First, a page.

“We guarantee it will appraise for double what you pay.” What’s wrong with this picture? Are appraisers supposed to reflect what things sell for in the marketplace or appease the jeweler by making everything sound like a steal of a deal? When avenues for discounted jewelry became prevalent in the marketplace several years back, this half-of-retail scenario held up for the discounters for a while. However if the retail markups in this industry have dropped – which they certainly have, so shouldn’t the apprised values? So why do some appraisers keep appraising sky high even though the industry margins keep getting smaller? Because the “half price” jewelers want them to, that’s why.
The consumer does not appreciate hearing that their insurance company is offering them half of the appraised value in a settlement after paying premiums on the full amount, but guess what? The insurance companies are shopping through brokers and discounters for their replacement, and usually get better prices than consumers do. In establishing the original coverage they have to rely on the appraiser’s information and use that value portion to set premiums. If that value is way over a realistic purchase price it only inflates premiums and sets up a future confrontation with the client. Yes, appraisals need to reflect the overall marketplace and give the consumer options for replacement, but they also need to be realistic and not merely a “feel-good” value the jeweler wants “their” appraiser to reflect.
The days of the one line generic jewelry appraisal are numbered. The insurance industry is becoming more involved in the type of appraisal their clients obtain and sending them to independent laboratories for complete and accurate gemological descriptions – like the ones NGL has offered for over a decade.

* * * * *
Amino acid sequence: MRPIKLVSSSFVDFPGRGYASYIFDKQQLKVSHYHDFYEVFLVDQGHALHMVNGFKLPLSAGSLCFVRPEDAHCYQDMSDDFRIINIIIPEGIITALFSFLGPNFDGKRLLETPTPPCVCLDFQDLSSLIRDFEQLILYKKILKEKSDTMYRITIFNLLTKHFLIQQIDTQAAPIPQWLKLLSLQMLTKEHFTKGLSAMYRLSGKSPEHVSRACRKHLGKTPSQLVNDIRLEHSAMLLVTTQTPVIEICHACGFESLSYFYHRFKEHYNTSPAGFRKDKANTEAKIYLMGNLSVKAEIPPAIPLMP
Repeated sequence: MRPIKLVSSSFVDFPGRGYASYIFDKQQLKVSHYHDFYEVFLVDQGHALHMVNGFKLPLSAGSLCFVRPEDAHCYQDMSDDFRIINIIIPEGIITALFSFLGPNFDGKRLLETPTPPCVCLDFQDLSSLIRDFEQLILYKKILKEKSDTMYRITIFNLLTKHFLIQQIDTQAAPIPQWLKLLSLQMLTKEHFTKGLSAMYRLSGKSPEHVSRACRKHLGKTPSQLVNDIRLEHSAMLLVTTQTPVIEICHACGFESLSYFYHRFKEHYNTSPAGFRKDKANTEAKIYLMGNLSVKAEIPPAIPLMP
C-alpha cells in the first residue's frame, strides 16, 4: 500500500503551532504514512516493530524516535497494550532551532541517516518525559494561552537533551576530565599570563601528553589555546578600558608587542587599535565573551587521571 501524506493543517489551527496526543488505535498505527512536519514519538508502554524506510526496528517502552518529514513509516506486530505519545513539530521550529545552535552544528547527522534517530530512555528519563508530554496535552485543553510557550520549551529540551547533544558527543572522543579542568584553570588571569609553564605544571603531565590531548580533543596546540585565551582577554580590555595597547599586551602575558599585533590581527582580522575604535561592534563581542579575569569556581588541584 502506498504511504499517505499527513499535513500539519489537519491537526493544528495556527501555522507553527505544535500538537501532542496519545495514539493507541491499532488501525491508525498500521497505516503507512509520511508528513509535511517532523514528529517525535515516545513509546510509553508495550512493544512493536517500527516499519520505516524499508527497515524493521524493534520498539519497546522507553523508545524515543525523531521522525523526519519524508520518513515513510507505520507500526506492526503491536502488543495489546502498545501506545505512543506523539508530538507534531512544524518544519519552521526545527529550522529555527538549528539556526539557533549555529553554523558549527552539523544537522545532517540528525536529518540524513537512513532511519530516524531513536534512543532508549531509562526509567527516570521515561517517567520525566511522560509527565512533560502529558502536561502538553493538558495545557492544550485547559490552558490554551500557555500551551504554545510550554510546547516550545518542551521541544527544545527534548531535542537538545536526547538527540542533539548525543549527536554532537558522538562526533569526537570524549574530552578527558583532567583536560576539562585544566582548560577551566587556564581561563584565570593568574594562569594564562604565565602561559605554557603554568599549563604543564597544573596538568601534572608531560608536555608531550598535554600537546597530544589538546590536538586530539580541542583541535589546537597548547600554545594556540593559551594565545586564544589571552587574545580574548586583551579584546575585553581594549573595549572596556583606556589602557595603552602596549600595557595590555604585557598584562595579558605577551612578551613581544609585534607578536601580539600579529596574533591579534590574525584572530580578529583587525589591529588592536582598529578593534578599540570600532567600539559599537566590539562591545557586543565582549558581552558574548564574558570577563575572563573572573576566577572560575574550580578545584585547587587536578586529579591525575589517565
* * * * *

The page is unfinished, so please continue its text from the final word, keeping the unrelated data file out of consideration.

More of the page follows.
In addition, diamonds individually valued at over $10,000 often require a diagram of their internal characteristics. This service is always available through NGL and although we recommend a loose diamond for such inspection, mounted diamonds can be plotted as well.
The most significant changes in the appraisal business are going to be coming from new legislation, however. In both the US Congress and Washington state legislature, bills to regulate the appraisal industry are being reviews and will be seeing action soon. First affected will be the real estate business, long a target for congressional scrutiny, but next will be personal property appraisers, such as those of fine jewelry. We at NGL welcome this intervention, but only hope sufficient requirements and limited “grandfathering” for appraisers is also enacted.